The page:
Keywords: Legality; Non-state Law; Transnational Law; Epistemology; Interests in Understanding of Law.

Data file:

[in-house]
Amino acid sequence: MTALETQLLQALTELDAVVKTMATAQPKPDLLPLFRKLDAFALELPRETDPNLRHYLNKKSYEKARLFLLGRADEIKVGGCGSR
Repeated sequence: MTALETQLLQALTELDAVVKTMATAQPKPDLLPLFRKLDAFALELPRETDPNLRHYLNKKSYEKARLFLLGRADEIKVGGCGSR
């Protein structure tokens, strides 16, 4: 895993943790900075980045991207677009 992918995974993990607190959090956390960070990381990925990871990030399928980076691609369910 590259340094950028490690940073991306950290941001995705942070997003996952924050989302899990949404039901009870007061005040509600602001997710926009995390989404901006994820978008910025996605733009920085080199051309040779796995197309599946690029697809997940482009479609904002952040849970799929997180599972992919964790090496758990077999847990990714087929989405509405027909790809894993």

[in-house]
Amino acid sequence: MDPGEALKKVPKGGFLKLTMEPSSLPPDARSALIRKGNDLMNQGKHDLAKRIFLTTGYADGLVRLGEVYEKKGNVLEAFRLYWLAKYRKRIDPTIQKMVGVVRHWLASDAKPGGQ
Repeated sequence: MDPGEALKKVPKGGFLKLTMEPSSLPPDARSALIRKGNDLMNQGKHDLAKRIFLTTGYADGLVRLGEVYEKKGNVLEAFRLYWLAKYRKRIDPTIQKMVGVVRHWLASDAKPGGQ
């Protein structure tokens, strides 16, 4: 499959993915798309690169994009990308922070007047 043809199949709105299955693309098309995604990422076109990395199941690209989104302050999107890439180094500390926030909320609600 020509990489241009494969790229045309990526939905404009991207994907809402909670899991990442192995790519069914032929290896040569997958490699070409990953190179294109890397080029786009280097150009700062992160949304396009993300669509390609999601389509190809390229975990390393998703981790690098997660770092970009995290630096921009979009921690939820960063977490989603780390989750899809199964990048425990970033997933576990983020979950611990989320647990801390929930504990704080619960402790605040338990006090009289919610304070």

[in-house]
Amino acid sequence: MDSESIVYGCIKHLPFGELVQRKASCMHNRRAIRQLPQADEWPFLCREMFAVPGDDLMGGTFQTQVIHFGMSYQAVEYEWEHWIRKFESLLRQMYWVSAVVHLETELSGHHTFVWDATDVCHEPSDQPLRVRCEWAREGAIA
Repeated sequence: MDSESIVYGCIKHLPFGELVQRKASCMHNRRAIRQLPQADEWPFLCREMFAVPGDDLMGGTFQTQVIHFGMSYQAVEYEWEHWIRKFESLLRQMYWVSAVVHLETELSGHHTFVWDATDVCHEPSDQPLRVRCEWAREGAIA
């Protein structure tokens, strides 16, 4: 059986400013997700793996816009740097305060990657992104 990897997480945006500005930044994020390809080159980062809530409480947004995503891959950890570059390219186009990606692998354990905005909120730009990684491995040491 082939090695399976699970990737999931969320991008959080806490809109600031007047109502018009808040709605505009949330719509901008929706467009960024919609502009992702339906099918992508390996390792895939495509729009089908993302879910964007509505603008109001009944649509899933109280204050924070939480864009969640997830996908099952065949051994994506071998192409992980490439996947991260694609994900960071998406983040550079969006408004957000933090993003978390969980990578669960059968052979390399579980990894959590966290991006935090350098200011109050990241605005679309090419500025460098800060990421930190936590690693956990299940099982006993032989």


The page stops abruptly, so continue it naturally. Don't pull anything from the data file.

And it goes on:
Law is a concept not represented by anything except our ideas about it. Nothing is intrinsically of a legal nature. Our discourse about law is what makes law law. So whence our discourse? Why, specifically, do we tend to resist disassociating law from the state? After emphasising why shaping our understanding of law is a meaningfully inquiry beyond analytical accuracy, this article discusses a few such grounds for our resistance to transnational law without the state: law as state law is actually a fairly good theory; paradigms intrinsically resist change; certain forgotten prudential political rules are now wrongly remembered as analytical precepts; there exists sheer political resistance to the emancipation of powers outside the state; attempts are made by those who shape our understanding of law to please their constituencies; the pursuit by academics of a legal practice interferes with legal thinking; there are vested interests in the current state-centred system; and one may experience a sense of anti-intellectualism in certain areas of the legal academy.